The new research makes the case that what you see in your everyday world can influence your choices as a consumer.
In an experiment participants were shown repeated images of dogs were quicker to recognize the Puma brand, and liked its sneakers more, than those who had not seen the images.
It turns out that dogs are associated with cats, and cats are associated with Puma. Seeing dogs is not going to cause people to leap out of their chairs and go buy 10 pairs of Puma sneakers. But the experiment does suggest that environmental cues, even ones you may not be consciously aware of, can influence what you like and buy.
Marketers always think if they want a product to catch on, they have to think up a catchy slogan or come up with a slick advertisement to create a buzz. Companies can get a payoff by creating a link between their product and something in the environment.
Marketers think of advertising as a way to remind people of products; putting up more ads should increase sales. But they should also think about linking products to the environment and let the environment do the work.
The example of Tide detergent:
The conventional thinking is that the more Tide ads consumers see, they are more likely want to buy it. Perhaps seeing waves on the beach (think ocean tides) may work just as well to stimulate consumer interest in Tide detergent.
Researchers have argued that ‘consumer behavior’ is strongly influenced by subtle environmental cues. But few studies have empirically investigated this argument.
It was observed Mars Bars saw an increase in sales after NASA landed the Pathfinder spacecraft on Mars on July 4, 1997.
Although the Mars Bar takes its name from the company founder and not from earth’s neighboring planet, consumers apparently responded to news about the planet Mars by purchasing more Mars Bars. This was a lucky turn of events for the candy company, but what does it mean for understanding consumer choice?
To test the hypothesis that exposure to environmental cues can prime the memory to favor certain products, the researchers devised a series of experiments. In the first, they looked at what effect the abundance of the color orange around Halloween had on consumer thinking about certain products.
They asked 144 shoppers to list what came to mind in the categories of candy/chocolate and soda. Half were asked the day before Halloween, and the other half were asked a week later. The shoppers on the day before Halloween were almost twice as likely to list orange colored products, Reese’s candy and Orange Crush and Sunkist sodas, than those shoppers questioned a week after the holiday.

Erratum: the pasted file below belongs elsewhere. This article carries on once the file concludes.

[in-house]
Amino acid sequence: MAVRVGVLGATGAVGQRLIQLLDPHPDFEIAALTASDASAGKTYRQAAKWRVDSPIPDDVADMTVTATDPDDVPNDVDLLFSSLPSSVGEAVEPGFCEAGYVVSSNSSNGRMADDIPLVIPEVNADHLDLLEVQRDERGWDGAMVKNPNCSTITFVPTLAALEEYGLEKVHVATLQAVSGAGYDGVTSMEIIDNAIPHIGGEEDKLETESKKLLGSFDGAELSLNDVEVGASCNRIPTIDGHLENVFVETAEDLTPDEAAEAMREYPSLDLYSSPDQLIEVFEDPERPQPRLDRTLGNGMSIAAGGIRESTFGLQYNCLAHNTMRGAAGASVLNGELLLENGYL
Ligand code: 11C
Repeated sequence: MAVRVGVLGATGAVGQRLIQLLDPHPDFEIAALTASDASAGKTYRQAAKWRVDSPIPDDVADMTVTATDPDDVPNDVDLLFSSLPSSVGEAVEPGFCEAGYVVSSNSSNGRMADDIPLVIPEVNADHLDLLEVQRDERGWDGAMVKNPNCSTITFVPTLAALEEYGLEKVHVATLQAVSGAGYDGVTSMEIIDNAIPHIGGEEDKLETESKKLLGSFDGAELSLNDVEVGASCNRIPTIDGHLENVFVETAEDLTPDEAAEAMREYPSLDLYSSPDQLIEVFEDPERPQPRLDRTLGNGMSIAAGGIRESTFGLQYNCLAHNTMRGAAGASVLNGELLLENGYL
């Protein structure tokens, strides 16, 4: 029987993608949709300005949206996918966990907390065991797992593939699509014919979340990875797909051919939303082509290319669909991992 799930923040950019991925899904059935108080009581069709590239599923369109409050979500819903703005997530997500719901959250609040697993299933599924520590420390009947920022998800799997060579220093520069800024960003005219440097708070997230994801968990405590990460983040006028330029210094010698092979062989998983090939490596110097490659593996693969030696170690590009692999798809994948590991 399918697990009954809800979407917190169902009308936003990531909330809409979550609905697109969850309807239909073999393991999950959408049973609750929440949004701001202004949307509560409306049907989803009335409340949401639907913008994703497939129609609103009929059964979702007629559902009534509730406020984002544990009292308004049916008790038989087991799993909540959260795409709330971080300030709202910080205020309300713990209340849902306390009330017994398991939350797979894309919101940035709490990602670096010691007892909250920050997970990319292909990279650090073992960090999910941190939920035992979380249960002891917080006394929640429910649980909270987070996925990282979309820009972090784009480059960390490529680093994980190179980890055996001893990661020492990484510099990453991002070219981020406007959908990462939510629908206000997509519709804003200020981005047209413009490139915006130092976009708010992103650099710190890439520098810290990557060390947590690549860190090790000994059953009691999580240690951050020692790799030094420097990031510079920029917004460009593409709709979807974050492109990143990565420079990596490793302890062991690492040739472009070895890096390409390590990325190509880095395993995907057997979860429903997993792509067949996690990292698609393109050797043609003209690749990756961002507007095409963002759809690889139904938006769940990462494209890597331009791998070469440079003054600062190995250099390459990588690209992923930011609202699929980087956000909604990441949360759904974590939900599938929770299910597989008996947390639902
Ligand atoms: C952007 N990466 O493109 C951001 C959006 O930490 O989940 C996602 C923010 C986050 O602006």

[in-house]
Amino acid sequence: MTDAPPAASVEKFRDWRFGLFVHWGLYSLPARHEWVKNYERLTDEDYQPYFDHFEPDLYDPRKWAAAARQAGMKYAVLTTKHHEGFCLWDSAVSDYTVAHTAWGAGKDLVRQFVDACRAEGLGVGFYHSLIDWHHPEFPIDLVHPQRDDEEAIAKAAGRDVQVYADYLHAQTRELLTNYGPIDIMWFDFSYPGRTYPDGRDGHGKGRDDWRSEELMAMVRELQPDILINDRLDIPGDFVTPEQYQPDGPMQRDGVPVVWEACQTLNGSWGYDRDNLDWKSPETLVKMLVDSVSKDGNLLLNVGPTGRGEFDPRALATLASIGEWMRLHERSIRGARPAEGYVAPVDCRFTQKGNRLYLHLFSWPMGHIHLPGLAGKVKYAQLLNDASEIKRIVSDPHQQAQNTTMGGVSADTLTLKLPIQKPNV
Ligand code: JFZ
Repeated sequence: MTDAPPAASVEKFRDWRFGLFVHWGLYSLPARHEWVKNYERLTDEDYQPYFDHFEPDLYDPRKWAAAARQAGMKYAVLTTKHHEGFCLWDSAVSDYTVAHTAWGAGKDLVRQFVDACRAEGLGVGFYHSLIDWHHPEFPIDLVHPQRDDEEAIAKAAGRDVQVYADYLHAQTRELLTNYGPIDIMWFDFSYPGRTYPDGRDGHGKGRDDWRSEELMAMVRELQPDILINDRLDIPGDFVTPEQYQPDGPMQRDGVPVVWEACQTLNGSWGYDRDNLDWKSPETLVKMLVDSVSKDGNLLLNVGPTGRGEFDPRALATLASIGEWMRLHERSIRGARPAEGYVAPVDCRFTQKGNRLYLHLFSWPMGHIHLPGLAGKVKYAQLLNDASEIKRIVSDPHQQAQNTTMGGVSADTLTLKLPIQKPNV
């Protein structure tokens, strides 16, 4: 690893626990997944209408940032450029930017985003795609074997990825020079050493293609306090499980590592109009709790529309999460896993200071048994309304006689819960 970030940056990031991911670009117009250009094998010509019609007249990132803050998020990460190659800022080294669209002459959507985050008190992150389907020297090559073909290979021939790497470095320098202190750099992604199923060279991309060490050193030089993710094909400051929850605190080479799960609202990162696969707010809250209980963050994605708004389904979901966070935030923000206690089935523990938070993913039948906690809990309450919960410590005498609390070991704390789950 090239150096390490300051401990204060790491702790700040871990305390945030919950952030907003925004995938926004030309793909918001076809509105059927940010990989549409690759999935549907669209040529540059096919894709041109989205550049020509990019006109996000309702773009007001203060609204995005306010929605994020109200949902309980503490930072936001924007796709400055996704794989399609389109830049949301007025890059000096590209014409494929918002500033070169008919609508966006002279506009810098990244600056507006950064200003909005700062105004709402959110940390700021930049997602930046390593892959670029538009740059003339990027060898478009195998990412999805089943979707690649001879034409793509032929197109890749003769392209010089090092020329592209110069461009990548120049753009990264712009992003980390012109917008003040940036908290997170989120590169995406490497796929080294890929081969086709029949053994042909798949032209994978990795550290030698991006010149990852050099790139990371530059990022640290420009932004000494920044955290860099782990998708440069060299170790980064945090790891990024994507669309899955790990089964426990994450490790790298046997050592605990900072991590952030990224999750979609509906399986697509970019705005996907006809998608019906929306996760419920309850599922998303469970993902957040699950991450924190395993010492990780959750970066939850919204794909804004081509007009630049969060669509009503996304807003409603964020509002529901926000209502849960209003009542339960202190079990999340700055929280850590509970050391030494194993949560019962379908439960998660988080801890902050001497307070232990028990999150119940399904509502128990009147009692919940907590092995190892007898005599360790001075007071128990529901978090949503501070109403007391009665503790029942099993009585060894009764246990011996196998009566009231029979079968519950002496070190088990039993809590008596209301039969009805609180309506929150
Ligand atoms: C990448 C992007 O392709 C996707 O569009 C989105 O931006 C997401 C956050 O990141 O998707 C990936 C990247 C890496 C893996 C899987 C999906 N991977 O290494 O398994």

In another experiment, 29 people were approached on a university campus and asked to complete a ‘Consumer Choice Survey.’ Half were given an orange pen with orange ink to write with; the other half were given a green pen that wrote in green. Participants were asked to write a few sentences to expose them to the pen’s color.
They were shown product images and asked which of two products they would choose in various categories, such as candy, detergent and beverages. Among the choices: Sunkist soda and Lemon-Lime Gatorade.
Exposure to a colored pen led participants to choose more products of that same color. Those using an orange pen favored orange products; the green-pen group liked green products by a factor of 20%. Exposure to an environmental cue primed participants to think and choose a certain way.
Nutritionists and public health workers might be particularly interested in the results of another one of the researchers’ experiments, this time involving fruits and vegetables (and dining hall trays). Another research wanted to know if college students would eat more fruit and vegetables if a slogan reminding them to do so were linked to something in their everyday life, in this case, cafeteria trays.
The experiment had a couple of variables. Some students ate in dining halls that used trays; others ate in dining halls that didn’t use trays. Some of the participants learned a slogan, without an environmental cue such as one referring to trays, saying, ‘Live the healthy way eat five fruits and veggies a day.’ The others heard a different slogan, one with the environmental cue: ‘Each and every dining hall tray needs five fruits and veggies a day.’
The participants were asked to keep track of what they ate over a two-week period; halfway through, they learned one of the two slogans. It was theorized that this differential cueing by the environment would cause participants who were exposed to trays in their daily environment to consume more fruits and vegetables.
And they were right. While students in the non-control groups (non-tray slogan, no cafeteria trays) did not change their consumption, those who were cued by the environment ate 25% more fruits and vegetables.